Sure, you could watch all 3500 hours of streaming video to stay up to date on the London 2012 games. But odds are you’ve got a life. Thankfully, The Wall Street Journal has a large supply of Popsicle sticks.
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News outlets around the world are in a real bind. There are strict rules about how much video footage they can use, and when they can have access to it, for their stories about the Olympic games.
That makes it a real challenging for serious publications like The Wall Street Journal and The Guardian in the UK. Which is why they’ve decided that a bit of mockery can be just the solution.
“If you missed it – here’s our cheeky way round NBC’s broadcasting regs,” The Journal offered when it posted its Homemade Highlights on YouTube. The video starts out with the high production quality you’d expect from WSJ, until this comes up.
“NBC paid over $1 billion to broadcast the London Olympics. The Wall Street Journal paid… Less than that.”
What follows is a recreation of the day’s top story, featuring what can charitably be described as a child’s puppet stage with athletes’ faces glued on Popsicle sticks and clothespins. The action plays out in rather jerky motion as a
British Australian announcer covers the highlights.
“LOL this is EPIC. I may have to revise my estimation of the WSJ as stuffy and stale,” one viewer posted on YouTube. On Twitter the hashtag #homemadehighlights continues to re-post the videos.
At The Guardian in London they apparently had a bit more time on their hands, as they’ve launched Brick-by-brick, re-creations of key Olympics highlights. You really haven’t seen sports until you see the US women’s gymnastics team in Lego, or fencing with Star Wars stormtrooper figures.
There may be no organization more ruthless in protecting its brand than the Olympics. As people in any host city will tell you, the International Olympic Committee can be brutal in its determination not to let anyone use anything Olympic-related for commerce unless they pay a fee. That includes the word Olympics, the URL London2012.com, and of course every variant of the logo.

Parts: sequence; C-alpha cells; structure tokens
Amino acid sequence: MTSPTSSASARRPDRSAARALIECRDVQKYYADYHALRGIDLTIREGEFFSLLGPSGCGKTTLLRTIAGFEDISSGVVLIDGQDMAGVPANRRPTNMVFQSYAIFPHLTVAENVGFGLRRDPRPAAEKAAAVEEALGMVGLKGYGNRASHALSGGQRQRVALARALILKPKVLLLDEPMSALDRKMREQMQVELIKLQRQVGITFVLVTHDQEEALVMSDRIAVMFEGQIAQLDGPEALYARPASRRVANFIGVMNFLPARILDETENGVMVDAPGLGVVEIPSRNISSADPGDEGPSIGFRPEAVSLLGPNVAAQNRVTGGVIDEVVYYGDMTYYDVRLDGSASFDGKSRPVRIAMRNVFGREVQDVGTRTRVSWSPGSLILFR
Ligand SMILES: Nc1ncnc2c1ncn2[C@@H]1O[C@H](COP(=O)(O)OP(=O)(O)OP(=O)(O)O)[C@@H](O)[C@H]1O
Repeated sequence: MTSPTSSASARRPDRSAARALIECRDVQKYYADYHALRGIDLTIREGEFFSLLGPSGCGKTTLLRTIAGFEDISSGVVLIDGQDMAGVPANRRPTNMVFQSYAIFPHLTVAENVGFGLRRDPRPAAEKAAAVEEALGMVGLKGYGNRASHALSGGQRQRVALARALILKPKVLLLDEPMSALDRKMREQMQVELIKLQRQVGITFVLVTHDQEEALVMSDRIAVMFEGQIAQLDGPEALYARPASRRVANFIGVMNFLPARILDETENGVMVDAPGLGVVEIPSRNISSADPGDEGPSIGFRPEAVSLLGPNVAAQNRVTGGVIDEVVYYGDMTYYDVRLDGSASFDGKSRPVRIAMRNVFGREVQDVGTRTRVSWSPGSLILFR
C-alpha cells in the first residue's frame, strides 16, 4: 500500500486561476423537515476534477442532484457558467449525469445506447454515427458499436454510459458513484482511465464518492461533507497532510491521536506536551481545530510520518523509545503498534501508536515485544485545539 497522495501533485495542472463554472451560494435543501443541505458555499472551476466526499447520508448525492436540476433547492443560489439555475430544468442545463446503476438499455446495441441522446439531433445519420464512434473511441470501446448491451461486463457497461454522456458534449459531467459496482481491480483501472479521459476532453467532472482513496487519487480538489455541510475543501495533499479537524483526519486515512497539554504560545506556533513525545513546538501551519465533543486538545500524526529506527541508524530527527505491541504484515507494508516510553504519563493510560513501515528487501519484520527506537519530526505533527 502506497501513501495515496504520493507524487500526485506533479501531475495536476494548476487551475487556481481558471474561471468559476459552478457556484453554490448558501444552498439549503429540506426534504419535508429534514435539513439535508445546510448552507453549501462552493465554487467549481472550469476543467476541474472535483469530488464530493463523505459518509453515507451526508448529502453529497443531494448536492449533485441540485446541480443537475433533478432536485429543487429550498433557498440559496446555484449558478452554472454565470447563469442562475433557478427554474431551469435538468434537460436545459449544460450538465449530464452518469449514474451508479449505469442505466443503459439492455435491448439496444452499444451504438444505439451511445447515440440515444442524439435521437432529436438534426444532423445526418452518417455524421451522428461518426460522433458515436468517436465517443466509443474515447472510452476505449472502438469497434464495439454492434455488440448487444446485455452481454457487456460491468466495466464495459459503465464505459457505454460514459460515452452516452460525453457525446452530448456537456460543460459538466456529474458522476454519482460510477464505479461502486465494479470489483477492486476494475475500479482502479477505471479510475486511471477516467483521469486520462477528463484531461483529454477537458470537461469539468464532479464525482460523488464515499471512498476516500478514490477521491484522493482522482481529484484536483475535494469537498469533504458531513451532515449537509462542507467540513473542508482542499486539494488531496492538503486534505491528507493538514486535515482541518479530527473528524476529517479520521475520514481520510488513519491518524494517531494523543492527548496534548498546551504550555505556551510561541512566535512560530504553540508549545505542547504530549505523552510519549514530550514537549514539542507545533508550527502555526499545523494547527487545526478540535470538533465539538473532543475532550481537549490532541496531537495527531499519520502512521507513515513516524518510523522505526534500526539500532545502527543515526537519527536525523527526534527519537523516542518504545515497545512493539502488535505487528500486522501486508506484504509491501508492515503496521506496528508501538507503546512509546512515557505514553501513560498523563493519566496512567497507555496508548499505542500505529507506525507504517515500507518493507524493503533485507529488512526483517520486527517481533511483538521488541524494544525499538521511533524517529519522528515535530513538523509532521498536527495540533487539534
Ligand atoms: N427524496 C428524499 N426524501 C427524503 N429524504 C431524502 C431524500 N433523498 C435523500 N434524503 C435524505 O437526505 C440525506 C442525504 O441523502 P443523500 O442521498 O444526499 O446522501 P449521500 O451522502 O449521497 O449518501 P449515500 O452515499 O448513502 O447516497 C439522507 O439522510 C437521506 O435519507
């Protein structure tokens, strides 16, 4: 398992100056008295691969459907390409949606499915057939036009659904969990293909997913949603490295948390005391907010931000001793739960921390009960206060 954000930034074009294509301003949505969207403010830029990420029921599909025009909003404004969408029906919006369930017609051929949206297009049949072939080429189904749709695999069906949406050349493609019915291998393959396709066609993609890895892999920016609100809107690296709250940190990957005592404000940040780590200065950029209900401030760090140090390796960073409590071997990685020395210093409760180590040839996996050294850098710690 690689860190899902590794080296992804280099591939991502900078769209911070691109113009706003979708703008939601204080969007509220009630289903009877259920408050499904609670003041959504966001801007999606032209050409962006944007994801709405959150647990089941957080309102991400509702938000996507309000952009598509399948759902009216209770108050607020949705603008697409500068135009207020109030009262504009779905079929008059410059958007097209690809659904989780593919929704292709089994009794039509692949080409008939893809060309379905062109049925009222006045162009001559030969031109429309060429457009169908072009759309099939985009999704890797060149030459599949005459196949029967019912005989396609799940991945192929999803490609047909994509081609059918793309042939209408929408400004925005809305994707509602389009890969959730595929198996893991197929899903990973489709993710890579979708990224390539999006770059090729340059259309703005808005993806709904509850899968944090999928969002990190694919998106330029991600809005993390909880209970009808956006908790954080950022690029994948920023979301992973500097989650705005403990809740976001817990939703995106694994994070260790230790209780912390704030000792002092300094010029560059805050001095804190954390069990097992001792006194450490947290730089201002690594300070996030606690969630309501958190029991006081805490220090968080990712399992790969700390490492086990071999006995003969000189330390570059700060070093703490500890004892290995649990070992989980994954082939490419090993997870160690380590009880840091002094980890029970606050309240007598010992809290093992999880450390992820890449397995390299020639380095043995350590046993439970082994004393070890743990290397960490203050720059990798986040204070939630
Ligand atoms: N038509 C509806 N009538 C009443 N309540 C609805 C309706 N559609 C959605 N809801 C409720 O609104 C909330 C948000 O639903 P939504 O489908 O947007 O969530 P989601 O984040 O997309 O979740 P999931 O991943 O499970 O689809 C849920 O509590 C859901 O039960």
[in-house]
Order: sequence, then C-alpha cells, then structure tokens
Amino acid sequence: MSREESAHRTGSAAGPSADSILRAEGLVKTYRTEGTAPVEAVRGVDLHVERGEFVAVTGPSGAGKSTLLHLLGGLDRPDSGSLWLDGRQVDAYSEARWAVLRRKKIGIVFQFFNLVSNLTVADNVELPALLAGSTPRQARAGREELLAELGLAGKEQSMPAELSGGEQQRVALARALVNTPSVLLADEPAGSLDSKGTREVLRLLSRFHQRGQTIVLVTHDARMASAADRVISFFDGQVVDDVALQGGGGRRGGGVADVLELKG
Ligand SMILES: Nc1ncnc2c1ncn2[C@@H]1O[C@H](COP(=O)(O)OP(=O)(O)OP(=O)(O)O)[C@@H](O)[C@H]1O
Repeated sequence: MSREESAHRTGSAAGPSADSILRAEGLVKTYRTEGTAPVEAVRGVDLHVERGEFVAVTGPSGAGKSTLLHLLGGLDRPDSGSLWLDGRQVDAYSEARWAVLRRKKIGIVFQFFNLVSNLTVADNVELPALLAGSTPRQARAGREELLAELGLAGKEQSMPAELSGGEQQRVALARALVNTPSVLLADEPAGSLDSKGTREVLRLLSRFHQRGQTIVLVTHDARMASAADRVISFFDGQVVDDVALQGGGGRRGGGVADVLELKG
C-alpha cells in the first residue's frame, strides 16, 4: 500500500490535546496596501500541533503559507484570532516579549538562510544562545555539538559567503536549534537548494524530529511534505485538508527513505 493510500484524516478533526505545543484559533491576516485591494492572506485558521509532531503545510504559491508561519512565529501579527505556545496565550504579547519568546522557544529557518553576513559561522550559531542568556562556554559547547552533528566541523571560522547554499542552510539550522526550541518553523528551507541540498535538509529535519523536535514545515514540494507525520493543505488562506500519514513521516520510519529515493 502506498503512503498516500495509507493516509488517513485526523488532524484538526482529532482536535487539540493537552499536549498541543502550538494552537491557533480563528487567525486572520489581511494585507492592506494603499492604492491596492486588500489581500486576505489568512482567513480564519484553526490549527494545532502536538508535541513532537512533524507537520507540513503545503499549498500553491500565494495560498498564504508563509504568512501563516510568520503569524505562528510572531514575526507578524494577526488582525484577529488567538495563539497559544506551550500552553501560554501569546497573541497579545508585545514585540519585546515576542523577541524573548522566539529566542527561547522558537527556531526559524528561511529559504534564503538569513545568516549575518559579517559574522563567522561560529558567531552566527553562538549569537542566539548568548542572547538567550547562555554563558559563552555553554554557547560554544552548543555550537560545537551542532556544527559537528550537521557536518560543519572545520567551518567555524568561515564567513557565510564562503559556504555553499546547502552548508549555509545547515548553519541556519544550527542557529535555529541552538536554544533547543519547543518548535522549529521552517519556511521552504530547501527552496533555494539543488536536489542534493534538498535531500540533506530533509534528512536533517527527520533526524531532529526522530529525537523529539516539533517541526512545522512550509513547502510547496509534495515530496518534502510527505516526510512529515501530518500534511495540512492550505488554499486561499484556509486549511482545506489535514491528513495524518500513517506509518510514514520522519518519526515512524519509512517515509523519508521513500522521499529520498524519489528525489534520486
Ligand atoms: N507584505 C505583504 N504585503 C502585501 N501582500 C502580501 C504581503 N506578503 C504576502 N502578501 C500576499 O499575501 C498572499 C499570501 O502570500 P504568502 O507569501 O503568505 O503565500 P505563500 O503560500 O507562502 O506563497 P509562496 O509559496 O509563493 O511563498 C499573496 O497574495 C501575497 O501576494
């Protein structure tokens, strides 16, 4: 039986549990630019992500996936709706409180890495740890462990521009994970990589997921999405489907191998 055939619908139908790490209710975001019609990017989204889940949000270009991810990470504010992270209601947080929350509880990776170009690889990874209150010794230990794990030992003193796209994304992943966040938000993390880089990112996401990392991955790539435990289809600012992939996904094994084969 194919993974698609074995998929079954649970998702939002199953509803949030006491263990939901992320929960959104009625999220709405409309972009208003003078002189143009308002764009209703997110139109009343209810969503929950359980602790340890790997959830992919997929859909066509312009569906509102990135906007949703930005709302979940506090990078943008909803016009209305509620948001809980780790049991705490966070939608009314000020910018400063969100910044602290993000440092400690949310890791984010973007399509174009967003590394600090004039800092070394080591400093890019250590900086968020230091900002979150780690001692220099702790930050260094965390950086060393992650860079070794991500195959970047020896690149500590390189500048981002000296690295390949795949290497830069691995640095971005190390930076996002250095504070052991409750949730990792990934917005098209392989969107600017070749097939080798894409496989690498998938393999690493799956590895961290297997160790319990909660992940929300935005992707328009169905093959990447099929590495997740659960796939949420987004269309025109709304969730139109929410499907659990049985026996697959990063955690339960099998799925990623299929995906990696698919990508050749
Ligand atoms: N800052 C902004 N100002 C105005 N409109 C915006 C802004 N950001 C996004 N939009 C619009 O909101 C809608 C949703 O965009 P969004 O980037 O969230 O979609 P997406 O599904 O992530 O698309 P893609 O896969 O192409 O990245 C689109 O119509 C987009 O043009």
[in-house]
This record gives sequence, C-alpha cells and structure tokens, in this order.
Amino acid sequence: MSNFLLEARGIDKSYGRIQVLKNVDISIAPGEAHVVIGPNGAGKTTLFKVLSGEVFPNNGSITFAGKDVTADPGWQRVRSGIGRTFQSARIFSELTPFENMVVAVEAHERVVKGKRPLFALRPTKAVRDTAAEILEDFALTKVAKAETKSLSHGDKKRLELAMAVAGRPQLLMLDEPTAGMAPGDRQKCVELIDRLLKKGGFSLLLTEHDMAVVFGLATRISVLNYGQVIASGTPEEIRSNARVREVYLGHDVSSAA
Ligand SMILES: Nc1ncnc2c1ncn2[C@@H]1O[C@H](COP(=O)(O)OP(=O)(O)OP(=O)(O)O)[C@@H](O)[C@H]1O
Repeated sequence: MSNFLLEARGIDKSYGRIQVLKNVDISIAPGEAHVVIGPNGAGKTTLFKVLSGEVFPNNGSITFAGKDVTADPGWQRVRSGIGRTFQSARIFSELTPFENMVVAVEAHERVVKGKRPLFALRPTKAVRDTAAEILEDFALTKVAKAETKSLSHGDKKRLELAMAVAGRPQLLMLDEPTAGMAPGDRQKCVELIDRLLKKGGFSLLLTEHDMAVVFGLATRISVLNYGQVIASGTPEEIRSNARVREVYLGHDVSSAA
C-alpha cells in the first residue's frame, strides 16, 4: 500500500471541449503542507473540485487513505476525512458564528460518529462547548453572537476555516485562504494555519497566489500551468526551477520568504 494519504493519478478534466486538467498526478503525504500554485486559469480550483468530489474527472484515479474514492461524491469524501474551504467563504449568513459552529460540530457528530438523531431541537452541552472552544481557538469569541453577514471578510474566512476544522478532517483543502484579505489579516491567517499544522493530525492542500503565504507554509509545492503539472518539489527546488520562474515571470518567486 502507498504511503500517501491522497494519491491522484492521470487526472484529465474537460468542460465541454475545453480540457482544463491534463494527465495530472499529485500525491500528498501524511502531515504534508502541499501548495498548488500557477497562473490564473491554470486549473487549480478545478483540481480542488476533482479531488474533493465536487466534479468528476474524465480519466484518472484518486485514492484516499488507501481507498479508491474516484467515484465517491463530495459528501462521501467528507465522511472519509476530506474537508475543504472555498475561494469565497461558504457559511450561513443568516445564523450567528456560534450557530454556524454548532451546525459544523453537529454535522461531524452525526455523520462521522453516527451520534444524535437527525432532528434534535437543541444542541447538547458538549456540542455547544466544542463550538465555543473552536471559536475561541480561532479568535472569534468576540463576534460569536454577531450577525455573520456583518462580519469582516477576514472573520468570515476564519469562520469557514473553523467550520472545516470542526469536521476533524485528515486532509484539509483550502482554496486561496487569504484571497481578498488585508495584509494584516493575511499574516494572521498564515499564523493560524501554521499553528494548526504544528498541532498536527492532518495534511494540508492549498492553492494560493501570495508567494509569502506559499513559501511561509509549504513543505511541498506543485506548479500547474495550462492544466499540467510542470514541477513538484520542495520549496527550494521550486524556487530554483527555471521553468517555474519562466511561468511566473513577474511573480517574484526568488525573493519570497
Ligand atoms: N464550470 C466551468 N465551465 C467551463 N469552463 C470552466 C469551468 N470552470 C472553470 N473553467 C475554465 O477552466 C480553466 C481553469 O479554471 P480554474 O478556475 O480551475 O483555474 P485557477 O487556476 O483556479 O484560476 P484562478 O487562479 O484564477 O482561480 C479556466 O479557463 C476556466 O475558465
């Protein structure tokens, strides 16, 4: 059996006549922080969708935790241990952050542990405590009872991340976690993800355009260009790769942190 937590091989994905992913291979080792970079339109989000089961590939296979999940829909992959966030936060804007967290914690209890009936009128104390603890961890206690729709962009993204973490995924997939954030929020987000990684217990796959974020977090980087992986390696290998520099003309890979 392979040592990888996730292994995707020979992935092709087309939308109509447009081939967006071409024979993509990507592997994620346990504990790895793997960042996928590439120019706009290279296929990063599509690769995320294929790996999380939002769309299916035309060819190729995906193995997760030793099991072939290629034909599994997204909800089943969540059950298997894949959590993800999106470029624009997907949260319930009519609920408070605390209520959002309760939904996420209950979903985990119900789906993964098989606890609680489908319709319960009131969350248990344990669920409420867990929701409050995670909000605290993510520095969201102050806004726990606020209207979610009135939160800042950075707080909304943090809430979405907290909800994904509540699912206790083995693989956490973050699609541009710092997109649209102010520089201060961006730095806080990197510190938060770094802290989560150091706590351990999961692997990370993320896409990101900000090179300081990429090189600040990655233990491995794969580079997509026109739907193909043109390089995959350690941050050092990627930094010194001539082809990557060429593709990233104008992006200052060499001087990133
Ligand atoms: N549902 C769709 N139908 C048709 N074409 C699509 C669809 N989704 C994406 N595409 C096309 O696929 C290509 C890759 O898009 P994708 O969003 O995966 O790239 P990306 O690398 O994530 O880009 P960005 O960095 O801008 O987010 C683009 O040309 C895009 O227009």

The Olympic police have busted London bakers, florists, and even meat shops that were offering products in the familiar shape of the interlocking rings. They even convinced the British Parliament to pass a law upping the penalties for misappropriation of the marks.
And yet scofflaws persist. Whether it’s Banksy‘s latest of a javelin thrower using a missile, or a church urging parishioners to “Go for God.”
Now a UK artist is compiling the best of the offenses into a coffee table book called Illegal Olympics. Crag Atkinson, who likes to specialize in “transient” art, said he is intrigued by merchants who are determined to be part of the Olympic moment.
“My personal view is that the Olympic branding laws are too harsh and prevent the ‘British Spirit’,” he said on a site previewing the images people have sent him. “I am documenting something that won’t last, but which is here now.”
No word yet if he’ll include clothespin or Lego contributions.
About Project TILWO — Every day I watch London 2012 Olympic coverage on TV and online then share the lessons I learned, with occasional help from my friends. Edited by Lynn Hess @ Premier Proofing.